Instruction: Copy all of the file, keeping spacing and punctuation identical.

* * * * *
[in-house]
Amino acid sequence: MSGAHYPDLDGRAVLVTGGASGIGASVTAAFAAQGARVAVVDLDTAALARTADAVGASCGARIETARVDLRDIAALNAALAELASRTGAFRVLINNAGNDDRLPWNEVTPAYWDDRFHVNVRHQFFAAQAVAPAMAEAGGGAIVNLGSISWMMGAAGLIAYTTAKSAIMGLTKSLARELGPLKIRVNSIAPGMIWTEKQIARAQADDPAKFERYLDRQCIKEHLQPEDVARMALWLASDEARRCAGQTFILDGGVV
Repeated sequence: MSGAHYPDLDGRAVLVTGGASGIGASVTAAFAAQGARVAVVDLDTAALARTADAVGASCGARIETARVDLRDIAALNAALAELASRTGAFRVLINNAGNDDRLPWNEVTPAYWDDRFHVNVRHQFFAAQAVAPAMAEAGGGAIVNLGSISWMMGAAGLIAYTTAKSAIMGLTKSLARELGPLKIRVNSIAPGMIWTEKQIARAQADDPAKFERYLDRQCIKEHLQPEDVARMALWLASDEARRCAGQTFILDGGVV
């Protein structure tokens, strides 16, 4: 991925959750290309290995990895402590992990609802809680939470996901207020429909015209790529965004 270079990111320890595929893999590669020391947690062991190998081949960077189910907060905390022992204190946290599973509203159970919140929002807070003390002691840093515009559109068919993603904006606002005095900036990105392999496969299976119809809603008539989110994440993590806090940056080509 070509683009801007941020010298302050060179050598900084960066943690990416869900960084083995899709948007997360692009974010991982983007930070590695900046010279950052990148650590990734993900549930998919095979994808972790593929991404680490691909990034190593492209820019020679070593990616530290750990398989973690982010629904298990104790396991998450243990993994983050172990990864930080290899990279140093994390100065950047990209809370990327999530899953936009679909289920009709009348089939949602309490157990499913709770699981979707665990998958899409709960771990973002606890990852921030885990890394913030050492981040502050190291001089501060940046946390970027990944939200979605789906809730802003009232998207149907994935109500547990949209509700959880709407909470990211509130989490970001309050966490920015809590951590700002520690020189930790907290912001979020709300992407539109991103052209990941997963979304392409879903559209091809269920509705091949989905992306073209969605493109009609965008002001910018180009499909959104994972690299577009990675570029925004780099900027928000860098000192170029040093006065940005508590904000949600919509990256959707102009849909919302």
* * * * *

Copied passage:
[in-house]
Amino acid sequence: MSGAHYPDLDGRAVLVTGGASGIGASVTAAFAAQGARVAVVDLDTAALARTADAVGASCGARIETARVDLRDIAALNAALAELASRTGAFRVLINNAGNDDRLPWNEVTPAYWDDRFHVNVRHQFFAAQAVAPAMAEAGGGAIVNLGSISWMMGAAGLIAYTTAKSAIMGLTKSLARELGPLKIRVNSIAPGMIWTEKQIARAQADDPAKFERYLDRQCIKEHLQPEDVARMALWLASDEARRCAGQTFILDGGVV
Repeated sequence: MSGAHYPDLDGRAVLVTGGASGIGASVTAAFAAQGARVAVVDLDTAALARTADAVGASCGARIETARVDLRDIAALNAALAELASRTGAFRVLINNAGNDDRLPWNEVTPAYWDDRFHVNVRHQFFAAQAVAPAMAEAGGGAIVNLGSISWMMGAAGLIAYTTAKSAIMGLTKSLARELGPLKIRVNSIAPGMIWTEKQIARAQADDPAKFERYLDRQCIKEHLQPEDVARMALWLASDEARRCAGQTFILDGGVV
């Protein structure tokens, strides 16, 4: 991925959750290309290995990895402590992990609802809680939470996901207020429909015209790529965004 270079990111320890595929893999590669020391947690062991190998081949960077189910907060905390022992204190946290599973509203159970919140929002807070003390002691840093515009559109068919993603904006606002005095900036990105392999496969299976119809809603008539989110994440993590806090940056080509 070509683009801007941020010298302050060179050598900084960066943690990416869900960084083995899709948007997360692009974010991982983007930070590695900046010279950052990148650590990734993900549930998919095979994808972790593929991404680490691909990034190593492209820019020679070593990616530290750990398989973690982010629904298990104790396991998450243990993994983050172990990864930080290899990279140093994390100065950047990209809370990327999530899953936009679909289920009709009348089939949602309490157990499913709770699981979707665990998958899409709960771990973002606890990852921030885990890394913030050492981040502050190291001089501060940046946390970027990944939200979605789906809730802003009232998207149907994935109500547990949209509700959880709407909470990211509130989490970001309050966490920015809590951590700002520690020189930790907290912001979020709300992407539109991103052209990941997963979304392409879903559209091809269920509705091949989905992306073209969605493109009609965008002001910018180009499909959104994972690299577009990675570029925004780099900027928000860098000192170029040093006065940005508590904000949600919509990256959707102009849909919302």